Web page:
Massachusetts Taxpayer Group Fails to Block Fire District Vote

A group of ten Massachusetts residents have failed in their efforts to block an election to approve a fire district’s new $19.8 million fire station.

John Julius and nine other plaintiffs filed suit in February seeking to block an election scheduled for Wednesday to approve funding the Hyannis Fire District’s proposed new fire station.

The suit is based on Massachusetts’ infamous Proposition 2½, which according to Julius’ pleadings states:  “the total taxes assessed WITHIN any city or town under the provisions of this chapter shall not exceed two and one-half per cent of the full and fair cash valuation in said city or town in any fiscal year”.

Last week Barnstable Superior Court Judge Christopher Muse ruled against Julius finding that Proposition 2 ½ does not apply to fire districts, only cities or towns.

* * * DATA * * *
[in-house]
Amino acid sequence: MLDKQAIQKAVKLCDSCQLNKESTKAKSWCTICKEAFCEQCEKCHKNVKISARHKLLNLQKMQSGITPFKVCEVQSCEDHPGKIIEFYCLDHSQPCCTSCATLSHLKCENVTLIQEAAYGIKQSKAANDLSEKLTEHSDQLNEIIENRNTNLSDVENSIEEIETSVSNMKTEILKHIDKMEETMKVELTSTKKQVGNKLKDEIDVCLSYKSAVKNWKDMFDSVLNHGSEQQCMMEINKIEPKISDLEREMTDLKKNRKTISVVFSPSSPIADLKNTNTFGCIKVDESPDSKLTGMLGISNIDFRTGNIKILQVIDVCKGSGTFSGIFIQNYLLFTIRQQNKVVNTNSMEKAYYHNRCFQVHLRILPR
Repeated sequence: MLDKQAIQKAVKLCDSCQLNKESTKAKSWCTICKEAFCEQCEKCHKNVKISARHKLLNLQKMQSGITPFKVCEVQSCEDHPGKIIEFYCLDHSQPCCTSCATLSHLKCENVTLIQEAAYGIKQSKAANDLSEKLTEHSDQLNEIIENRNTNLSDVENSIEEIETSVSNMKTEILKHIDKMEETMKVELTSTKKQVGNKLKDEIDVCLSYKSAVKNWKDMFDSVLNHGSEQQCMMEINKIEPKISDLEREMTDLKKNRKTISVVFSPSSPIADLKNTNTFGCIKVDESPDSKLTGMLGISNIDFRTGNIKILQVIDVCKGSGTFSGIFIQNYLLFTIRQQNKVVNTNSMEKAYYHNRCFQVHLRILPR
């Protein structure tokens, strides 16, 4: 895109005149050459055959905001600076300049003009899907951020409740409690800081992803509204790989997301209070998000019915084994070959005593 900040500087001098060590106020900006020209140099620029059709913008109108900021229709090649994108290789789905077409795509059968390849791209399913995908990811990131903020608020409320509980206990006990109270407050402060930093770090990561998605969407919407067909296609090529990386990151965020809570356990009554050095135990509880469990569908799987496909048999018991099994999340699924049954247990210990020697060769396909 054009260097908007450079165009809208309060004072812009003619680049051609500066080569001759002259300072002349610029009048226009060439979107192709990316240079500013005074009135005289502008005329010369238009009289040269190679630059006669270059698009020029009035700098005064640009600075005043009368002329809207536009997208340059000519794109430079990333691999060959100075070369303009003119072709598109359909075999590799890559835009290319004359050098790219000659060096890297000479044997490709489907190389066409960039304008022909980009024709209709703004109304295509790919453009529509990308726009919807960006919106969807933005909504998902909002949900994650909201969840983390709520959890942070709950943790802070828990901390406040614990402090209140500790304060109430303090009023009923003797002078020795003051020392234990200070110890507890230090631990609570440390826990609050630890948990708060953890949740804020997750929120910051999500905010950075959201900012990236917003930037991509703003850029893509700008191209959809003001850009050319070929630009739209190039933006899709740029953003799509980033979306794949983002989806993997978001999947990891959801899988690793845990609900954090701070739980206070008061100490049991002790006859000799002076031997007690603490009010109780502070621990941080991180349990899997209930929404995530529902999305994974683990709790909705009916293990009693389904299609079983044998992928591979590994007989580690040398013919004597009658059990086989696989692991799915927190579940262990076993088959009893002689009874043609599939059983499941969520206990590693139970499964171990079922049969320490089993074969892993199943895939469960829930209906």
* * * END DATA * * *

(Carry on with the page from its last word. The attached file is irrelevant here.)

Julius also argued that holding the election during a fire district meeting in the off-season disadvantaged residents and violated the Americans with Disabilities Act because absentee ballots would not be available. Hyannis is on Cape Code and has a large seasonal influx during the summer months. Judge Muse concluded that the taxpayer group failed to show a likelihood of success on the merits, and declined to enjoin the election.

The new fire station is intended to replace one that is 50 years old. Voters previously approved the purchase of the land. The total cost of the entire project is $23.2 million. Julius believes a smaller station would be adequate.

More on the story.

About Curt Varone

Curt Varone has over 45 years of fire service experience and 35 as a practicing attorney licensed in both Rhode Island and Maine. His background includes 29 years as a career firefighter in Providence (retiring as a Deputy Assistant Chief), as well as volunteer and paid on call experience. He is the author of two books: Legal Considerations for Fire and Emergency Services, (2006, 2nd ed. 2011, 3rd ed. 2014, 4th ed. 2022) and Fire Officer's Legal Handbook (2007), and is a contributing editor for Firehouse Magazine writing the Fire Law column.
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